The agave plant can be used as a sustainable biofuel in transport, researchers at The University of Sydney, Australia, have found.
Agave tequilana is a plant native to Mexico, used to make tequila. But instead of in the shots we brace ourselves to down with a dash of salt and a wedge of lime, it’s being put to good use as a green alternative to fuel - biofuel.
What is biofuel?
Biofuel is defined as fuel deriving immediately from living matter, rather than being produced by the slow geological processes involved in the formation of fossil fuels, such as oil. It is considered as a form of renewable energy and is commonly made from plants and crops. Biofuel is often made out of sugar cane, corn, fungi and even algae.
Sugarcane is one such plant that is heavily used for biofuel. Brazil is the global leader in producing ethanol fuel from sugarcane and has been doing so since the 1970s. The sweet crop is particularly beneficial as it returns around eight times more energy than is invested into it.
Is the tequila plant the best biofuel?
Research has not yet confirmed that the agave plant is the best option, but it is described as “an economic and environmental winner for biofuel production,” by Associate Professor Tan of the University of Sydney. According to the study, agave tequilana is proving to be a more efficient alternative to both sugarcane and corn, most notably in semi-arid regions such as those in Australia.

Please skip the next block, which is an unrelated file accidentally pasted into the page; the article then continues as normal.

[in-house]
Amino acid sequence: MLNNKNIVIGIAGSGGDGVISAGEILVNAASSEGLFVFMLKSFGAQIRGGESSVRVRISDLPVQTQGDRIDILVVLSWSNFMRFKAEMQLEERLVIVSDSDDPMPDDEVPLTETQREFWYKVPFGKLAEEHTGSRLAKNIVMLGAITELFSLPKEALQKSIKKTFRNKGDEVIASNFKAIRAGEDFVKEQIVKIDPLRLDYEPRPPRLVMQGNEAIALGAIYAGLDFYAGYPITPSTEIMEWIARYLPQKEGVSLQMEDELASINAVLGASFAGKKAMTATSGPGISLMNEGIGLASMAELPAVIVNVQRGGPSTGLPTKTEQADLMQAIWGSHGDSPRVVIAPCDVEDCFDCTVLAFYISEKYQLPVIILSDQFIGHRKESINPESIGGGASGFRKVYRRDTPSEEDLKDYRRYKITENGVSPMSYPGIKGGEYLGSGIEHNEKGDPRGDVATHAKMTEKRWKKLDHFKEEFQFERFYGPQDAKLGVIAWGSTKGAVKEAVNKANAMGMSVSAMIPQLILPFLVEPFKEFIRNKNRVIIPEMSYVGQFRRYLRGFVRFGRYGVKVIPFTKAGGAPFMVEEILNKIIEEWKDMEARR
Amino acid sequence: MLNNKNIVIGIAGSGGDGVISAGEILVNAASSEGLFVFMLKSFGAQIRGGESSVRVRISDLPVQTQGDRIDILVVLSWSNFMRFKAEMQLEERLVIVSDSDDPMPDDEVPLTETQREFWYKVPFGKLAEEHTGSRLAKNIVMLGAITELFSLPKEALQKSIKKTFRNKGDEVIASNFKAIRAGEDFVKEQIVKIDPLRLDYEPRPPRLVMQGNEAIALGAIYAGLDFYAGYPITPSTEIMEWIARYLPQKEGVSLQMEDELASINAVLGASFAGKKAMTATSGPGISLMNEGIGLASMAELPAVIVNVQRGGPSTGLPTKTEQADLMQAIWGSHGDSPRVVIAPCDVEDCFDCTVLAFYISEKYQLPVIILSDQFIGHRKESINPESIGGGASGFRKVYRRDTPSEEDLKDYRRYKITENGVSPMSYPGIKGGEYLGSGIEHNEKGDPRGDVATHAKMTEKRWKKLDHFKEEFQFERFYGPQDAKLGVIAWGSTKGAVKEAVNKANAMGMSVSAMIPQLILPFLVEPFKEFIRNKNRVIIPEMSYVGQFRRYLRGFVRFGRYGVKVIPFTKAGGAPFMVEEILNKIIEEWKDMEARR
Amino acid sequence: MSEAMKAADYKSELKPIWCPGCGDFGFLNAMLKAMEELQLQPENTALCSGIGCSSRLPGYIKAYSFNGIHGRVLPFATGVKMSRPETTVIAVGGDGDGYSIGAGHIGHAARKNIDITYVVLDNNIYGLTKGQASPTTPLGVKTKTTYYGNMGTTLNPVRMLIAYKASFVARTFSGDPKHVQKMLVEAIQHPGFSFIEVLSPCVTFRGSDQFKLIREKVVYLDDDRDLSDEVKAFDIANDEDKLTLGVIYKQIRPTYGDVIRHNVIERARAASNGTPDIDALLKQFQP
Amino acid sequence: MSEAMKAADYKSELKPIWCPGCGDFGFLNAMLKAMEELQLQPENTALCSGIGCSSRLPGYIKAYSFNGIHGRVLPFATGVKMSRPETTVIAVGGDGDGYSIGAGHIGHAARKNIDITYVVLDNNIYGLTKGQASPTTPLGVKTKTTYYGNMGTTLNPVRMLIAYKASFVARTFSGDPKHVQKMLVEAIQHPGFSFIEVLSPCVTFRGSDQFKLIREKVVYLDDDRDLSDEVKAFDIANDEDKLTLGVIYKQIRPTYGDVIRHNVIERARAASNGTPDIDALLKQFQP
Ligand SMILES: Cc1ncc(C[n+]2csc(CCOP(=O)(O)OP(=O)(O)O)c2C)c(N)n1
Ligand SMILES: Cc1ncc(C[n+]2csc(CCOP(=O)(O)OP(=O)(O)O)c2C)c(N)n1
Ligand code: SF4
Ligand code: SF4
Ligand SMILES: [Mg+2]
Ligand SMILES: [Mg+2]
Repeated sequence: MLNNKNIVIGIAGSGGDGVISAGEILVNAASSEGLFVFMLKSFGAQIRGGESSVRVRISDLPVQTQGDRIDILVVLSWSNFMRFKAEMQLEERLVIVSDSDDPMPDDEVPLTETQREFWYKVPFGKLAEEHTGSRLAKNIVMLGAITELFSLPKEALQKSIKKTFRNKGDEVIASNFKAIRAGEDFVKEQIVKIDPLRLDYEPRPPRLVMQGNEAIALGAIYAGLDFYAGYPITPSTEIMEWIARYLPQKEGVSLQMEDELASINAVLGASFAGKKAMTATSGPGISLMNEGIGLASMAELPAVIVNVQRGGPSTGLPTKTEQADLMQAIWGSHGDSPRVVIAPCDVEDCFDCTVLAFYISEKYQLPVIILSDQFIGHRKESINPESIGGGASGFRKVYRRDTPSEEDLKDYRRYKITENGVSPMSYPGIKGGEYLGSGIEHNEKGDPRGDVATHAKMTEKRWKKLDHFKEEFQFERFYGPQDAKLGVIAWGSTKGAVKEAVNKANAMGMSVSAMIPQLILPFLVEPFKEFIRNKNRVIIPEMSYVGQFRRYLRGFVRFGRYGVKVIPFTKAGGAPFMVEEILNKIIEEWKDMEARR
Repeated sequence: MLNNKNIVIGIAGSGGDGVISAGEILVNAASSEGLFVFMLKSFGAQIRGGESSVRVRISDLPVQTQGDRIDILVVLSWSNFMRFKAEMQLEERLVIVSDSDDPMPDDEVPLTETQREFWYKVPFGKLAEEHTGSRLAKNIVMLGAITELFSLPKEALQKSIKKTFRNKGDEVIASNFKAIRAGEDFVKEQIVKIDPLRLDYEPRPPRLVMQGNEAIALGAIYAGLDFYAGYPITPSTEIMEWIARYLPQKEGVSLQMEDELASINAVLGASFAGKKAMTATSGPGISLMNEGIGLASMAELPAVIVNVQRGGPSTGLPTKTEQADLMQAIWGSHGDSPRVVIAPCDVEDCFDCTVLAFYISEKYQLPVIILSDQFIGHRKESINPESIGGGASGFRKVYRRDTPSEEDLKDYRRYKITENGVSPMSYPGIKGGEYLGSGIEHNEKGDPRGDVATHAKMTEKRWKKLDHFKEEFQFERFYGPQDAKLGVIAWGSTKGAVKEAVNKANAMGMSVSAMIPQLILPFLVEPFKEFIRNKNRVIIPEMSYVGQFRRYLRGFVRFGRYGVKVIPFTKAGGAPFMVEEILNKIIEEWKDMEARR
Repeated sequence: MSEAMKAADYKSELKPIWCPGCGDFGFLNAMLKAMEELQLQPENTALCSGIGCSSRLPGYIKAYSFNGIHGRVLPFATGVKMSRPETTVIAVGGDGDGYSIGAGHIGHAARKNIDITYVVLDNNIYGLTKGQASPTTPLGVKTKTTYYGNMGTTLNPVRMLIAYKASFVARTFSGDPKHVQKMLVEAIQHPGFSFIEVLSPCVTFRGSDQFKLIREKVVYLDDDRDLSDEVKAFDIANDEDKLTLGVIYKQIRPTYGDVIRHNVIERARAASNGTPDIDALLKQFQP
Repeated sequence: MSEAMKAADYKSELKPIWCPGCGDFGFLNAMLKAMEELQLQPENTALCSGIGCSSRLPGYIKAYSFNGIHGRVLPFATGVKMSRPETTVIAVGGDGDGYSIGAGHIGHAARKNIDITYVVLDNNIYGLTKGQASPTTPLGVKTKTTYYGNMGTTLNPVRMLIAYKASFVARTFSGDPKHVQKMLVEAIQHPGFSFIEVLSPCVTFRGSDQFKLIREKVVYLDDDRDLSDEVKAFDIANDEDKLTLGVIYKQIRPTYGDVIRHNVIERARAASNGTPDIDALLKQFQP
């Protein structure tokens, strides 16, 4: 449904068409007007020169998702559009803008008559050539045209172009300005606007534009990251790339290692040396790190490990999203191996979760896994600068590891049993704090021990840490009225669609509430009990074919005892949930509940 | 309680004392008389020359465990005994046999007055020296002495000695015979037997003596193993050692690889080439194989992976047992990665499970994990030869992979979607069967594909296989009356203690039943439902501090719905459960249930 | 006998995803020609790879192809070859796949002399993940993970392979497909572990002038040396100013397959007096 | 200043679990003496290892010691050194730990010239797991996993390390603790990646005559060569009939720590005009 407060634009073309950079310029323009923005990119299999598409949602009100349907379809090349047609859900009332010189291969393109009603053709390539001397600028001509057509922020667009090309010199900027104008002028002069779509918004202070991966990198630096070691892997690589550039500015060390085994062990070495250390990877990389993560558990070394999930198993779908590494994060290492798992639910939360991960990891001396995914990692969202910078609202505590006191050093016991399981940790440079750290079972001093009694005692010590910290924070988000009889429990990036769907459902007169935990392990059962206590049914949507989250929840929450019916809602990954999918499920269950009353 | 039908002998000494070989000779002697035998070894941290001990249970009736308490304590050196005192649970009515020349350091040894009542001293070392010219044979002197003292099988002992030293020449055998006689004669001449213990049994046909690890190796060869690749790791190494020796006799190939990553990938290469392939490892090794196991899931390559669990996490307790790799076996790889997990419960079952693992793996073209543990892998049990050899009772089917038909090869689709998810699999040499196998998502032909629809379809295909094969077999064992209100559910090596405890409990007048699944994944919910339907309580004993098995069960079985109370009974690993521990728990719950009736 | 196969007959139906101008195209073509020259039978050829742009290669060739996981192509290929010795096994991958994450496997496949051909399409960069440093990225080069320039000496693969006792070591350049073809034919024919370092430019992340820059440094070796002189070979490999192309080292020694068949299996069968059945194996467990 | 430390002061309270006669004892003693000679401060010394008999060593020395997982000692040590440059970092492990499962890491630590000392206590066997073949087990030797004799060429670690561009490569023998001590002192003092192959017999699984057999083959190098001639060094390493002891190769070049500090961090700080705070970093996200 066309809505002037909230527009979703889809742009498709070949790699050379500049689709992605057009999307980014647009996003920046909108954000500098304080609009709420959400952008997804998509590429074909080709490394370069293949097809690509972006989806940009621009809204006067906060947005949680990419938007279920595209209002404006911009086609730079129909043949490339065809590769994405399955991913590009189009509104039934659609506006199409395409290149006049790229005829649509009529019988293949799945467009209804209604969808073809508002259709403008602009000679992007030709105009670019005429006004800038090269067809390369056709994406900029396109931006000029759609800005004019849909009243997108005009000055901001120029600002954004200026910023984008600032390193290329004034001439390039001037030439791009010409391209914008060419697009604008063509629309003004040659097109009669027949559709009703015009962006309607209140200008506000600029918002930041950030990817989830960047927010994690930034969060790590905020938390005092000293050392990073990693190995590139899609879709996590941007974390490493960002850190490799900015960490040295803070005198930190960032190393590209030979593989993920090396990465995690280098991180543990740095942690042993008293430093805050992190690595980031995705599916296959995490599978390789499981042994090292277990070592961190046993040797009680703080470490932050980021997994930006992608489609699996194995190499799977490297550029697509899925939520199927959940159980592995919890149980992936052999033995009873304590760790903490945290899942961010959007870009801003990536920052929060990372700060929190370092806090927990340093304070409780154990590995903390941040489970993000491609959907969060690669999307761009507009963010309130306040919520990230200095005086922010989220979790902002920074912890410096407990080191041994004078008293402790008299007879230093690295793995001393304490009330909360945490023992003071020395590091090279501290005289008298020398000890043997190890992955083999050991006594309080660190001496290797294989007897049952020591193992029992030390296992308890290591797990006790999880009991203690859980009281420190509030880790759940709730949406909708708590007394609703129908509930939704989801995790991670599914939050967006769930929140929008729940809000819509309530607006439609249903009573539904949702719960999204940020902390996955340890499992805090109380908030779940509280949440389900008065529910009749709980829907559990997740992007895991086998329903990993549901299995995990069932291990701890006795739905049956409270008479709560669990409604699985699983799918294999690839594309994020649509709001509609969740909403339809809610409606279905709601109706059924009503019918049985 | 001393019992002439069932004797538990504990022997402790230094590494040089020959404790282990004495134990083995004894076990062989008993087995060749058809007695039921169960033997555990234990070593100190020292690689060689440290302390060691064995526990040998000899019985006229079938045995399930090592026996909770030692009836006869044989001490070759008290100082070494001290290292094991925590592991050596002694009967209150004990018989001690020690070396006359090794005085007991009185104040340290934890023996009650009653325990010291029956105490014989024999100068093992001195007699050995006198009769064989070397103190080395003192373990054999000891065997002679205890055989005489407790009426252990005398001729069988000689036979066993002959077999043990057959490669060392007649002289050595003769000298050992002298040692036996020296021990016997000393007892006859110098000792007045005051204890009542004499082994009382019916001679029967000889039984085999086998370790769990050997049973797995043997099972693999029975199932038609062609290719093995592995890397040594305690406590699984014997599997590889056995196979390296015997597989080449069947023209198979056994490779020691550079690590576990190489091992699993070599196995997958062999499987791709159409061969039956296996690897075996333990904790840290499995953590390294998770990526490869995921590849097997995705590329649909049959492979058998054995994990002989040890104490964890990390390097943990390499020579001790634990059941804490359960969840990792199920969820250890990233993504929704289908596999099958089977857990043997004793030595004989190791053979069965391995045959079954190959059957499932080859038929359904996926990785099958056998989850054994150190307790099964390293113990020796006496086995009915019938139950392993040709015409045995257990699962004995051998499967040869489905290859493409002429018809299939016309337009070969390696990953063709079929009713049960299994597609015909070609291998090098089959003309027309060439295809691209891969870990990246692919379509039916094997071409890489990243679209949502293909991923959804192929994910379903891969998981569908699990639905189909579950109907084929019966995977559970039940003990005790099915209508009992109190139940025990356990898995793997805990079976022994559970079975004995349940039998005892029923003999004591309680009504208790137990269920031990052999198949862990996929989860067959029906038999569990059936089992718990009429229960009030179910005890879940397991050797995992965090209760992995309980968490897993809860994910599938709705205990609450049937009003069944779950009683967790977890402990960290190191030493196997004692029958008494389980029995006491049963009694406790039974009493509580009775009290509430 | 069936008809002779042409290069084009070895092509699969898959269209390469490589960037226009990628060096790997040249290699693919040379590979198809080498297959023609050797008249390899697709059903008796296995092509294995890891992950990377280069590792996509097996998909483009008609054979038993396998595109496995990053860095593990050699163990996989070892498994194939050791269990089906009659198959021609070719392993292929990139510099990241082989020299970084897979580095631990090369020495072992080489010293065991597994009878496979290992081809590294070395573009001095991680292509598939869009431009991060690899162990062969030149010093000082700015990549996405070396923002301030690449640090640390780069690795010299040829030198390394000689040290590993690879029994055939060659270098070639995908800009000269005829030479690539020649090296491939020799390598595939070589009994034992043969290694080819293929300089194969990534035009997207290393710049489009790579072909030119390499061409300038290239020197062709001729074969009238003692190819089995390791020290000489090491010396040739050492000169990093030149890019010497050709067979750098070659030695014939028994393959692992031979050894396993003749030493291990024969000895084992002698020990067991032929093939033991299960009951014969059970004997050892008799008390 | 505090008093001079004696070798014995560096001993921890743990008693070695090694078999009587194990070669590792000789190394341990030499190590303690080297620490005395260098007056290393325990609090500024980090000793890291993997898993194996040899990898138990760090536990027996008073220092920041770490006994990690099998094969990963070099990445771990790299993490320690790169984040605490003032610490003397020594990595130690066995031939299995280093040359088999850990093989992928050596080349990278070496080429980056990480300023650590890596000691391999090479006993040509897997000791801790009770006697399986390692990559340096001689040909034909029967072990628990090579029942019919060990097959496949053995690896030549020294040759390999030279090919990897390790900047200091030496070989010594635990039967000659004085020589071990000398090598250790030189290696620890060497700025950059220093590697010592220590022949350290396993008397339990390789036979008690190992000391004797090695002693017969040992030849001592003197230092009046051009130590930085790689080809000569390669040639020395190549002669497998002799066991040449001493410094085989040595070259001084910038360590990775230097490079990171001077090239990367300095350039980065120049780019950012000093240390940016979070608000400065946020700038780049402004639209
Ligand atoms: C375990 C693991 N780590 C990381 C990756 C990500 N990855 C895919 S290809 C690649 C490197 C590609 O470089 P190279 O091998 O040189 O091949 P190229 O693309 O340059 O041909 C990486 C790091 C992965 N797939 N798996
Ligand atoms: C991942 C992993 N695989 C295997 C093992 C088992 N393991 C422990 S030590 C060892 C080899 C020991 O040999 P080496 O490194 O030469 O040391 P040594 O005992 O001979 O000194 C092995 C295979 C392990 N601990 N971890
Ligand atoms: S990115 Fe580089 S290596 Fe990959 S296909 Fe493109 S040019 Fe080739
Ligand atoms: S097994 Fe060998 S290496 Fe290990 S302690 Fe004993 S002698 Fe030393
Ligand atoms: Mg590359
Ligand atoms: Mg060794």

"It can grow in semi-arid areas without irrigation; and it does not compete with food crops or put demands on limited water and fertiliser supplies. Agave is heat and drought tolerant and can survive Australia's hot summers,” continues Professor Tan.
While sugarcane yields 9900 litres per hectare every year, agave outperforms sugarcane on a range of measures including freshwater eutrophication, marine ecotoxicity and, most importantly, water consumption. It is therefore viewed as a more environmentally friendly crop to use.
Clean Mobility Specialist at the European Alternative Fuels Observatory (EAFO) Floris Jousma agrees, telling Euronews Living that the agave plant "sounds promising".
"I think that when this could become commercially viable, it seems like by far the best crop to produce bio-fuels from," he says. "It hardly needs water, it grows on places where almost nothing else can grow (rocky, sandy, hot areas) and is therefore not competing with other types of crops (i.e. food)."
The most important thing, says Jousma, is that there is "no need to cut down any forest or jungle to grow these."
The study used chemical analyses of agave from a pilot agave farm in Kalamia Estate, Queensland. Dr Kendall Corbin, the leader of the study states, “it is fabulous that the results of [the] chemical analysis can  have real-world applications.